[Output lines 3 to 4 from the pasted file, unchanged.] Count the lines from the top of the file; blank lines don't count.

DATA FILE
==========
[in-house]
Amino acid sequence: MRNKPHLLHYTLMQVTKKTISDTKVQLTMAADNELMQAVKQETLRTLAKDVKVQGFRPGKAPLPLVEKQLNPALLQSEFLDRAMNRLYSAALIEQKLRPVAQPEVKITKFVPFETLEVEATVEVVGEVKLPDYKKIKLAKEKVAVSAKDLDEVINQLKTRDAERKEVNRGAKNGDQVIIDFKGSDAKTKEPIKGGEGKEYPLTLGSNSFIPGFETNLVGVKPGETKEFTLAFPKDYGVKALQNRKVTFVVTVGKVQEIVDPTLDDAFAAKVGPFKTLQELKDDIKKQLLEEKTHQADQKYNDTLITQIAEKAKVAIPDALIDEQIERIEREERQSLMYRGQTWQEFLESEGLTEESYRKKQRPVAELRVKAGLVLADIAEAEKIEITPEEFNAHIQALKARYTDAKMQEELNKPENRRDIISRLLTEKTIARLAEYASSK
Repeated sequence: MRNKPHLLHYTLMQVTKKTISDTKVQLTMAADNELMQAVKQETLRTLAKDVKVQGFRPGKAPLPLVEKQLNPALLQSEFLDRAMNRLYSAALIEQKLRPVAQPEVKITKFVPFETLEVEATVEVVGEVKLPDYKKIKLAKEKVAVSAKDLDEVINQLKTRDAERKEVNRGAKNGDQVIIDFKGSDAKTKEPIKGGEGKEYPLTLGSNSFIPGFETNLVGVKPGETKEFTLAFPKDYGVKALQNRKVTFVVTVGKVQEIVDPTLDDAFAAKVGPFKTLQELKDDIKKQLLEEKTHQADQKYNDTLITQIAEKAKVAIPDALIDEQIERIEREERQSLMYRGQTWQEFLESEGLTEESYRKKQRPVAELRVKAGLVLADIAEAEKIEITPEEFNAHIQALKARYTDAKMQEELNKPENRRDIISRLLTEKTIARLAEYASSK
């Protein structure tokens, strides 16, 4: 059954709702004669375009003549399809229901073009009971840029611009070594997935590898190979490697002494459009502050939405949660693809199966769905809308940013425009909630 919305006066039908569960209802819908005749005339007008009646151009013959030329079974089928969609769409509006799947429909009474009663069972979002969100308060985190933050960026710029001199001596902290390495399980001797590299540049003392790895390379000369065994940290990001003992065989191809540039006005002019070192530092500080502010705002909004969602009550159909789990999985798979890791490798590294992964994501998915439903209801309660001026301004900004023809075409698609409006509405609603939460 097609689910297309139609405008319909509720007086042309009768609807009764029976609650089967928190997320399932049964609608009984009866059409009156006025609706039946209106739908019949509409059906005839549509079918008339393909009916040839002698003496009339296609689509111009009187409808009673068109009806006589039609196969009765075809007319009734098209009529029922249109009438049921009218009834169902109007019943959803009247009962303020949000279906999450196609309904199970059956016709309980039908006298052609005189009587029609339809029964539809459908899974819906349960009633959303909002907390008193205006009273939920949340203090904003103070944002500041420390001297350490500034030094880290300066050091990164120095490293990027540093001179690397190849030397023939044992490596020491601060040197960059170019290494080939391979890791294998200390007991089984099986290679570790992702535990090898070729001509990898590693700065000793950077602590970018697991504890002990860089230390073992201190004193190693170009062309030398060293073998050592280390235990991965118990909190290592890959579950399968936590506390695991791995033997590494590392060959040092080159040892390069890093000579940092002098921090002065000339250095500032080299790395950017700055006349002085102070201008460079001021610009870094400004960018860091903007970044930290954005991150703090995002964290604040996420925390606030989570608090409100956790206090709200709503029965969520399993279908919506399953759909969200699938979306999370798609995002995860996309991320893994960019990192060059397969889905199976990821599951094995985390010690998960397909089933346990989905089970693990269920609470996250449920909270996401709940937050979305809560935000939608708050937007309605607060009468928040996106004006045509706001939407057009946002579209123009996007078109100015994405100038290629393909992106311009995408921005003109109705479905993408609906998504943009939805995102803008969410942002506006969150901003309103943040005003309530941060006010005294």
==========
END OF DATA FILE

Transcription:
Repeated sequence: MRNKPHLLHYTLMQVTKKTISDTKVQLTMAADNELMQAVKQETLRTLAKDVKVQGFRPGKAPLPLVEKQLNPALLQSEFLDRAMNRLYSAALIEQKLRPVAQPEVKITKFVPFETLEVEATVEVVGEVKLPDYKKIKLAKEKVAVSAKDLDEVINQLKTRDAERKEVNRGAKNGDQVIIDFKGSDAKTKEPIKGGEGKEYPLTLGSNSFIPGFETNLVGVKPGETKEFTLAFPKDYGVKALQNRKVTFVVTVGKVQEIVDPTLDDAFAAKVGPFKTLQELKDDIKKQLLEEKTHQADQKYNDTLITQIAEKAKVAIPDALIDEQIERIEREERQSLMYRGQTWQEFLESEGLTEESYRKKQRPVAELRVKAGLVLADIAEAEKIEITPEEFNAHIQALKARYTDAKMQEELNKPENRRDIISRLLTEKTIARLAEYASSK
């Protein structure tokens, strides 16, 4: 059954709702004669375009003549399809229901073009009971840029611009070594997935590898190979490697002494459009502050939405949660693809199966769905809308940013425009909630 919305006066039908569960209802819908005749005339007008009646151009013959030329079974089928969609769409509006799947429909009474009663069972979002969100308060985190933050960026710029001199001596902290390495399980001797590299540049003392790895390379000369065994940290990001003992065989191809540039006005002019070192530092500080502010705002909004969602009550159909789990999985798979890791490798590294992964994501998915439903209801309660001026301004900004023809075409698609409006509405609603939460 097609689910297309139609405008319909509720007086042309009768609807009764029976609650089967928190997320399932049964609608009984009866059409009156006025609706039946209106739908019949509409059906005839549509079918008339393909009916040839002698003496009339296609689509111009009187409808009673068109009806006589039609196969009765075809007319009734098209009529029922249109009438049921009218009834169902109007019943959803009247009962303020949000279906999450196609309904199970059956016709309980039908006298052609005189009587029609339809029964539809459908899974819906349960009633959303909002907390008193205006009273939920949340203090904003103070944002500041420390001297350490500034030094880290300066050091990164120095490293990027540093001179690397190849030397023939044992490596020491601060040197960059170019290494080939391979890791294998200390007991089984099986290679570790992702535990090898070729001509990898590693700065000793950077602590970018697991504890002990860089230390073992201190004193190693170009062309030398060293073998050592280390235990991965118990909190290592890959579950399968936590506390695991791995033997590494590392060959040092080159040892390069890093000579940092002098921090002065000339250095500032080299790395950017700055006349002085102070201008460079001021610009870094400004960018860091903007970044930290954005991150703090995002964290604040996420925390606030989570608090409100956790206090709200709503029965969520399993279908919506399953759909969200699938979306999370798609995002995860996309991320893994960019990192060059397969889905199976990821599951094995985390010690998960397909089933346990989905089970693990269920609470996250449920909270996401709940937050979305809560935000939608708050937007309605607060009468928040996106004006045509706001939407057009946002579209123009996007078109100015994405100038290629393909992106311009995408921005003109109705479905993408609906998504943009939805995102803008969410942002506006969150901003309103943040005003309530941060006010005294």